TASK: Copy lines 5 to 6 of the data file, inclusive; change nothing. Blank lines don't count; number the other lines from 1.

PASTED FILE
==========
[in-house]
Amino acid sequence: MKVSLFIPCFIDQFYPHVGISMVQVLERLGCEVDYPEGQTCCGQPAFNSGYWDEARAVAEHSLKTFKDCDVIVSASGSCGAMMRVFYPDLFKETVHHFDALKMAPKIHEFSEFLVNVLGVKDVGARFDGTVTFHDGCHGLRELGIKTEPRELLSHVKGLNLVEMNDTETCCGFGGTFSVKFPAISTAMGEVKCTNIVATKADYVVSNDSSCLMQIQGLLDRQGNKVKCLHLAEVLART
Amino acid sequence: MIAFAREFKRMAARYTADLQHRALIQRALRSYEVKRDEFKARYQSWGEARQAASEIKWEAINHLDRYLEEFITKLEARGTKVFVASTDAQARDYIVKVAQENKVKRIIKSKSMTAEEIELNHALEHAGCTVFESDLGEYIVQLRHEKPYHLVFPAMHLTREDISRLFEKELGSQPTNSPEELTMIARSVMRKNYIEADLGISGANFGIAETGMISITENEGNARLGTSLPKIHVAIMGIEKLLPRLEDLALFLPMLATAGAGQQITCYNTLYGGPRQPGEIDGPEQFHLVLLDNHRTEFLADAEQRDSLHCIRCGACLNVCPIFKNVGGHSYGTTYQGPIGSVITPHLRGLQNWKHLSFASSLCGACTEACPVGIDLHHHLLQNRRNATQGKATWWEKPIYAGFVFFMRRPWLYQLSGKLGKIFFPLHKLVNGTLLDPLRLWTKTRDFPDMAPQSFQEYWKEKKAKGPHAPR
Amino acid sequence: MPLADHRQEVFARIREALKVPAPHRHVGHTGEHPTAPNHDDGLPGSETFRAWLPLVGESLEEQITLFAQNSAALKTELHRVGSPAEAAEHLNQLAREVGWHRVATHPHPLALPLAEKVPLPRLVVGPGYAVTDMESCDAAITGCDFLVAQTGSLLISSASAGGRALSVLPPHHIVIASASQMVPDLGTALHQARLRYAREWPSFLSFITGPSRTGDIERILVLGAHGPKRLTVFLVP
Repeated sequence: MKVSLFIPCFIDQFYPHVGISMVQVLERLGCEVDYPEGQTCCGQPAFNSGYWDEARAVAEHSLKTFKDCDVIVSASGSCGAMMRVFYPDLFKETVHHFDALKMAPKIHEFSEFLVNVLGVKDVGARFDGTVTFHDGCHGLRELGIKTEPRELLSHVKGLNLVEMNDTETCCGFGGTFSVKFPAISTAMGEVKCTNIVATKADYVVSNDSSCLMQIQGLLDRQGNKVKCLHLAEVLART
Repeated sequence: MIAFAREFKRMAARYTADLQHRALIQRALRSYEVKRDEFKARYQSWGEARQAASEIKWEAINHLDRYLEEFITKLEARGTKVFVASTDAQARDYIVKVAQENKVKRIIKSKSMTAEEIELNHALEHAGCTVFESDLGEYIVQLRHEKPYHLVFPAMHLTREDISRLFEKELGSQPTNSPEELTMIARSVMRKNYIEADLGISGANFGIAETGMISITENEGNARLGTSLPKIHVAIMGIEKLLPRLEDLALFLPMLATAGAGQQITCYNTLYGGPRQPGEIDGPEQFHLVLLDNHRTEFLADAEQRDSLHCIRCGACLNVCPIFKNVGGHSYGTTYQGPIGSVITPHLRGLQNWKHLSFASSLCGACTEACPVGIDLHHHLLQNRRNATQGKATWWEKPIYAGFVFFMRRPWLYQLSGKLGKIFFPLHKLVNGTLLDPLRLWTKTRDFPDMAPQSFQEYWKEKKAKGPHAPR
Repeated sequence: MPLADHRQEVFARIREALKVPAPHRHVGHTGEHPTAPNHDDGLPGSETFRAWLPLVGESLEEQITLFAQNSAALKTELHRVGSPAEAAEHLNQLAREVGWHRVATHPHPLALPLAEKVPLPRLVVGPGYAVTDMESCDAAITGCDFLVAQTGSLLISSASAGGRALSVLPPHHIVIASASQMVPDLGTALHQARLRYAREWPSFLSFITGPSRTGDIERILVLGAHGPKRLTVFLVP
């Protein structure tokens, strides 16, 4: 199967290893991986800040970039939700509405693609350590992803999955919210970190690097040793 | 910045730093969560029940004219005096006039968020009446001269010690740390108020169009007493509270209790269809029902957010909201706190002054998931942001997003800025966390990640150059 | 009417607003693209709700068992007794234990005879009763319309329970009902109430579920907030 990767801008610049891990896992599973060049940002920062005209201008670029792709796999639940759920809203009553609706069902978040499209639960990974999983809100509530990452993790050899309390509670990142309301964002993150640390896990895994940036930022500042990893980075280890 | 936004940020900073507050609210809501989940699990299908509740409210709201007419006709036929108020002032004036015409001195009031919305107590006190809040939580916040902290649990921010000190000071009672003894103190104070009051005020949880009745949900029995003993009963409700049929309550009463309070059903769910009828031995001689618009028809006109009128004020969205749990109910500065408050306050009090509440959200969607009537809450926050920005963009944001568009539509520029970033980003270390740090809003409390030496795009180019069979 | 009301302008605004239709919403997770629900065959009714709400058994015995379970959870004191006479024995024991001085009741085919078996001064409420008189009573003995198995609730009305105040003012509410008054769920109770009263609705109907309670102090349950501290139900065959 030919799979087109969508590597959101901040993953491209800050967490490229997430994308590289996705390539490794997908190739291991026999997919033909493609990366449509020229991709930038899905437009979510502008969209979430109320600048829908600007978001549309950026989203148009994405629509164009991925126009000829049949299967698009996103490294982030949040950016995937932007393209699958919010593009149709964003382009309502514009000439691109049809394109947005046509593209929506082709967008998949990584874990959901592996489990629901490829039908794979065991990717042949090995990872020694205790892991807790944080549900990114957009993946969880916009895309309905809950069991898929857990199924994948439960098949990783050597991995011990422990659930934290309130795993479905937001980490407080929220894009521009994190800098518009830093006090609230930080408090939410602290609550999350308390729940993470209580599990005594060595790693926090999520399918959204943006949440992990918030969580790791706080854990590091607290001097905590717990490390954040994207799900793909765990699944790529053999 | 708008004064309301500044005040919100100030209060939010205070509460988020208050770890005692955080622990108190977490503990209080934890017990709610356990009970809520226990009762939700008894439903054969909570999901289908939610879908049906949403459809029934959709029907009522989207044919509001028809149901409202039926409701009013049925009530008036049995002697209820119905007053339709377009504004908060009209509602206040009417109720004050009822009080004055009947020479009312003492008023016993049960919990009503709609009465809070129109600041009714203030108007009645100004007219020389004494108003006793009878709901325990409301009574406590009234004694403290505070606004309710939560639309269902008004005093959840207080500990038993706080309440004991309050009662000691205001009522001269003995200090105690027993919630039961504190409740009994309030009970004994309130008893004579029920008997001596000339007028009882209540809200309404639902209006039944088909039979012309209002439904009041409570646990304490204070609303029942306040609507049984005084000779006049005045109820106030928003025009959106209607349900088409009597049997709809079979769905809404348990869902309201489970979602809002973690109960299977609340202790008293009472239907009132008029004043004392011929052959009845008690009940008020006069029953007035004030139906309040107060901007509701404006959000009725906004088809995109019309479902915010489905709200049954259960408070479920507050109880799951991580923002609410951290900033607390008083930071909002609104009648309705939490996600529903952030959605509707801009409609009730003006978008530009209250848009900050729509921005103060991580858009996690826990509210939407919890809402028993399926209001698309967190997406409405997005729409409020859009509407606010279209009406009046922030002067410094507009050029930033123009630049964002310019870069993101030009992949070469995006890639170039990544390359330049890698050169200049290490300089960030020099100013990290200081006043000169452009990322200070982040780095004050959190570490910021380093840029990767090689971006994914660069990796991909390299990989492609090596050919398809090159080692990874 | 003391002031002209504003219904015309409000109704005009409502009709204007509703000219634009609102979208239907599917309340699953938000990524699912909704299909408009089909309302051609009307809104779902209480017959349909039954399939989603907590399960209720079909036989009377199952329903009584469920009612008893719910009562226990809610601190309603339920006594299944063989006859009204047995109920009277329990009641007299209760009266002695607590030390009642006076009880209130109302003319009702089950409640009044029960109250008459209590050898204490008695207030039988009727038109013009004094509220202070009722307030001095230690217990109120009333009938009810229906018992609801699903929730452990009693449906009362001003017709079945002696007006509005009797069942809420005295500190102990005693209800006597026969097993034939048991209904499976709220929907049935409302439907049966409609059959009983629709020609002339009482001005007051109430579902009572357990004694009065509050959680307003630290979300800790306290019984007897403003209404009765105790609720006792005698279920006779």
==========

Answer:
Repeated sequence: MKVSLFIPCFIDQFYPHVGISMVQVLERLGCEVDYPEGQTCCGQPAFNSGYWDEARAVAEHSLKTFKDCDVIVSASGSCGAMMRVFYPDLFKETVHHFDALKMAPKIHEFSEFLVNVLGVKDVGARFDGTVTFHDGCHGLRELGIKTEPRELLSHVKGLNLVEMNDTETCCGFGGTFSVKFPAISTAMGEVKCTNIVATKADYVVSNDSSCLMQIQGLLDRQGNKVKCLHLAEVLART
Repeated sequence: MIAFAREFKRMAARYTADLQHRALIQRALRSYEVKRDEFKARYQSWGEARQAASEIKWEAINHLDRYLEEFITKLEARGTKVFVASTDAQARDYIVKVAQENKVKRIIKSKSMTAEEIELNHALEHAGCTVFESDLGEYIVQLRHEKPYHLVFPAMHLTREDISRLFEKELGSQPTNSPEELTMIARSVMRKNYIEADLGISGANFGIAETGMISITENEGNARLGTSLPKIHVAIMGIEKLLPRLEDLALFLPMLATAGAGQQITCYNTLYGGPRQPGEIDGPEQFHLVLLDNHRTEFLADAEQRDSLHCIRCGACLNVCPIFKNVGGHSYGTTYQGPIGSVITPHLRGLQNWKHLSFASSLCGACTEACPVGIDLHHHLLQNRRNATQGKATWWEKPIYAGFVFFMRRPWLYQLSGKLGKIFFPLHKLVNGTLLDPLRLWTKTRDFPDMAPQSFQEYWKEKKAKGPHAPR